deltarho
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### Re: Code timimg

EMA is usually employed on two dimensional functions with the x-axis as temporal and should not be used where the x-axis is run number.

Ideally, for 20 tests, we should use the t-distribution with confidence limits where we would conclude with something like:-

95% CL: t ± Δt

As with above we cannot divide one total with another for a relative comparison because the For/Next overhead is still significant.

@paul doe
data structure implementation - haven't been there so cannot comment.
dodicat
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### Re: Code timimg

Silly.
What was I thinking of ??
Last edited by dodicat on Nov 27, 2017 19:25, edited 1 time in total.
deltarho
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### Re: Code timimg

I have no idea what dodicat is up to now so either he has been at the sauce or I have, and I haven't. Something tells me that if I did know what he was doing then it would be of no use to me and since I am scratching my head big time on something else at the moment I will pass. If anyone would like to enlighten me then feel free to do so. <smile>
paul doe
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### Re: Code timimg

deltarho wrote:EMA is usually employed on two dimensional functions with the x-axis as temporal and should not be used where the x-axis is run number.

Ideally, for 20 tests, we should use the t-distribution with confidence limits where we would conclude with something like:-

95% CL: t ± Δt

As with above we cannot divide one total with another for a relative comparison because the For/Next overhead is still significant.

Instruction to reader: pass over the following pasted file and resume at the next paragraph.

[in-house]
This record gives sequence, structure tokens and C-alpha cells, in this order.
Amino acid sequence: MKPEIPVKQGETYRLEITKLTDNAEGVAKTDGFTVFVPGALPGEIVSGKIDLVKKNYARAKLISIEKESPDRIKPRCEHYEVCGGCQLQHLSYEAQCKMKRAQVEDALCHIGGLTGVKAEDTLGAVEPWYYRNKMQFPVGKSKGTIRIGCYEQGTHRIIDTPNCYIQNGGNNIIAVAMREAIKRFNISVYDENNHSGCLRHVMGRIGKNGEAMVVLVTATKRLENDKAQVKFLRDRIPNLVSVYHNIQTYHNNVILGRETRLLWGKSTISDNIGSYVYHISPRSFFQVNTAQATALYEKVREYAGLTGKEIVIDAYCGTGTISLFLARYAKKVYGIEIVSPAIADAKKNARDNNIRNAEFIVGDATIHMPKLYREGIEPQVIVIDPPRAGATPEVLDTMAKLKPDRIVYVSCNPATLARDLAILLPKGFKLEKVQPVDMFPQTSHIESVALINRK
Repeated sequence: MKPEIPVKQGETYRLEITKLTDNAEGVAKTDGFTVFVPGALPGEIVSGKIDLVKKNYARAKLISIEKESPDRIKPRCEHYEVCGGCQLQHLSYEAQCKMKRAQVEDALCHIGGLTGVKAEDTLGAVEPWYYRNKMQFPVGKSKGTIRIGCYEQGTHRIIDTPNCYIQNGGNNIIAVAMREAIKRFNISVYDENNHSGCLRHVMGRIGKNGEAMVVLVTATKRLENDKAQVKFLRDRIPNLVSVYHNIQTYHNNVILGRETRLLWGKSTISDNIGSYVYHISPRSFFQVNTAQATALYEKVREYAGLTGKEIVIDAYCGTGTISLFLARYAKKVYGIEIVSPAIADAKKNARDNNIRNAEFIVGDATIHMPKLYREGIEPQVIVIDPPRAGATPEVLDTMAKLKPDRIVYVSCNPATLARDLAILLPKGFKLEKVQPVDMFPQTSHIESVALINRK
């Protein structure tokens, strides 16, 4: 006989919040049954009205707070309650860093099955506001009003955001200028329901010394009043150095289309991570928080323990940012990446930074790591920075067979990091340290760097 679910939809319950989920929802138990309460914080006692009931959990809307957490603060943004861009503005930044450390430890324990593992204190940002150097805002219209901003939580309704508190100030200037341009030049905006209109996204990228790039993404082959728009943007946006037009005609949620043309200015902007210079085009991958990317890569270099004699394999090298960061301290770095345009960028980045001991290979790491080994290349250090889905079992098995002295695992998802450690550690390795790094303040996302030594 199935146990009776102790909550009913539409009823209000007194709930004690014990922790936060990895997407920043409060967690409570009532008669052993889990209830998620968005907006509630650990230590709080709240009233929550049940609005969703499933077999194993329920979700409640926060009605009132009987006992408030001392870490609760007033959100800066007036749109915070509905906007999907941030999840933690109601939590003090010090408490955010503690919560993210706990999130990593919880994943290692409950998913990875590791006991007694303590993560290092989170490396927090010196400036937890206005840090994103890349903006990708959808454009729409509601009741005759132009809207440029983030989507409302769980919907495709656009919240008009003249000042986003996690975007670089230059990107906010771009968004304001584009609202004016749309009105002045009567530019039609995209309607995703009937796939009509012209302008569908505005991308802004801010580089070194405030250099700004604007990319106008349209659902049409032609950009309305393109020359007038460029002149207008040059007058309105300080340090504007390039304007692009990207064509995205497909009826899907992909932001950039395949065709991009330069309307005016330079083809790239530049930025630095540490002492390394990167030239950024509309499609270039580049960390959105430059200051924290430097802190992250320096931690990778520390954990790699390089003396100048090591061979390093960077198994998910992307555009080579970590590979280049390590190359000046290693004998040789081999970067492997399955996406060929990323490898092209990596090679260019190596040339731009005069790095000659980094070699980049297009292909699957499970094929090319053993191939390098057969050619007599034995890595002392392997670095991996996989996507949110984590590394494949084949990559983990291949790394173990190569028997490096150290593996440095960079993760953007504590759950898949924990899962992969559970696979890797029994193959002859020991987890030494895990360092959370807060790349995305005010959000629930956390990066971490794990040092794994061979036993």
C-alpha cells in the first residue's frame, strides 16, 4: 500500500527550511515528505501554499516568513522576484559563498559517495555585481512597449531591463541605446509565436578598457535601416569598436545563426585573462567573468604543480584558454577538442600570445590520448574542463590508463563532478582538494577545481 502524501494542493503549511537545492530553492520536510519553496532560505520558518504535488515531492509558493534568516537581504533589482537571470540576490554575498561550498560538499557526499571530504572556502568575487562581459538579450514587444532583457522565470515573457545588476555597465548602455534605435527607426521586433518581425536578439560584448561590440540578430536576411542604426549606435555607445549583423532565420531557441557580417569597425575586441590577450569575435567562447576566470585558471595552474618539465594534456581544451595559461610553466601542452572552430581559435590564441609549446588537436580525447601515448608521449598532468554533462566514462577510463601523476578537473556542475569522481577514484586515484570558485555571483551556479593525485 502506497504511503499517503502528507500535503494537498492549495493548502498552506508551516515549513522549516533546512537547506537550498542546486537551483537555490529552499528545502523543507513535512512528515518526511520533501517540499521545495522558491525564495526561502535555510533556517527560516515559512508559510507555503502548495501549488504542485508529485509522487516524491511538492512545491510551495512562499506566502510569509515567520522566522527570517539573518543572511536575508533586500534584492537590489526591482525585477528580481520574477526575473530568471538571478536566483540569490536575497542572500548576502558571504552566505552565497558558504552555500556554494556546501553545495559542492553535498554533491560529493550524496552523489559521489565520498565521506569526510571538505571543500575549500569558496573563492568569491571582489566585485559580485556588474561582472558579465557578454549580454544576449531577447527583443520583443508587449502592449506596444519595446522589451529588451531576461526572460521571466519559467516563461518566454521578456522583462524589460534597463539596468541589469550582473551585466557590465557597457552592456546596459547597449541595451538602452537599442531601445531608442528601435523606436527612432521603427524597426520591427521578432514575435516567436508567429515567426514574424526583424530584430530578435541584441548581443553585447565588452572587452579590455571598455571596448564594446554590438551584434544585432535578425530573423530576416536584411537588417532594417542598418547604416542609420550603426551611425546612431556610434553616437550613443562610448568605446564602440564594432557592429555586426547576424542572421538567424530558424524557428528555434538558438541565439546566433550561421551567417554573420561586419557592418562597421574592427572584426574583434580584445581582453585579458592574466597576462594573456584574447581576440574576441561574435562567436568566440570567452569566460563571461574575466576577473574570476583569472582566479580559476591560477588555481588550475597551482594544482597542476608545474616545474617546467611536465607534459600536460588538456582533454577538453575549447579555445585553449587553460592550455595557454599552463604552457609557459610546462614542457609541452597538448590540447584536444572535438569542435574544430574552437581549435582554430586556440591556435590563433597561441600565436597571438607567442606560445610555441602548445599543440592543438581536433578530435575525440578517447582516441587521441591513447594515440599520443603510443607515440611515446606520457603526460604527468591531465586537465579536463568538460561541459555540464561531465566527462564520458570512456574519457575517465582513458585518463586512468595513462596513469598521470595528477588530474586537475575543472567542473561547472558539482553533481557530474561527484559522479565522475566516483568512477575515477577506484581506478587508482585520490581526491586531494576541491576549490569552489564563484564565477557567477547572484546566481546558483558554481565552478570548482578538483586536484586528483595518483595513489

?

The EMA is simply another average (and isn't even the best of the bunch), although a different kind that the simple average. The former is an Infinite Impulse Response type of filter, the latter isn't. It is usually used with time series, which doesn't mean it cannot be used otherwise. Doing 20 tests isn't nearly enough for me (there's too much 'randomness' between measurements), unless those 20 tests were composed of, say, 10000 samples. Can't tell if you're assuming this or not, but I suppose you do.
deltarho
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### Re: Code timimg

Applying a weighting factor to our problem is nonsense. If we dropped our twenty tests on to the floor and then picked them up in any order it should not make a blind bit of difference to our analysis. Our problem is not a function of time - it is time. We are actually taking 10^7 samples for each test.

I think maybe the first post has not been fully read otherwise moving averages and the like would not have been mentioned. <smile>
fxm
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### Re: Code timimg

dodicat wrote:Maybe keep any looping dead time buried

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`dim as integer a=48dim as integer ptr ip=@adim shared as string sdim as double tdim as double accI,accPfor z as long=1 to 20        t=timers=string(100000000,a)t=timer-taccI+=tprint t,s,"integer"sleep 50t=timers=string(100000000,ip)t=timer-taccP+=tprint t,s,"pointer index"printsleep 50nextprint "Straight integer time ";accIprint "Integer pointer  time ";accPsleep `

But since it is buried, maybe the method is fake.

From your code, I think there is only one read of 'a' and 'ip', before filling with this read value the 100000000 characters of the two strings.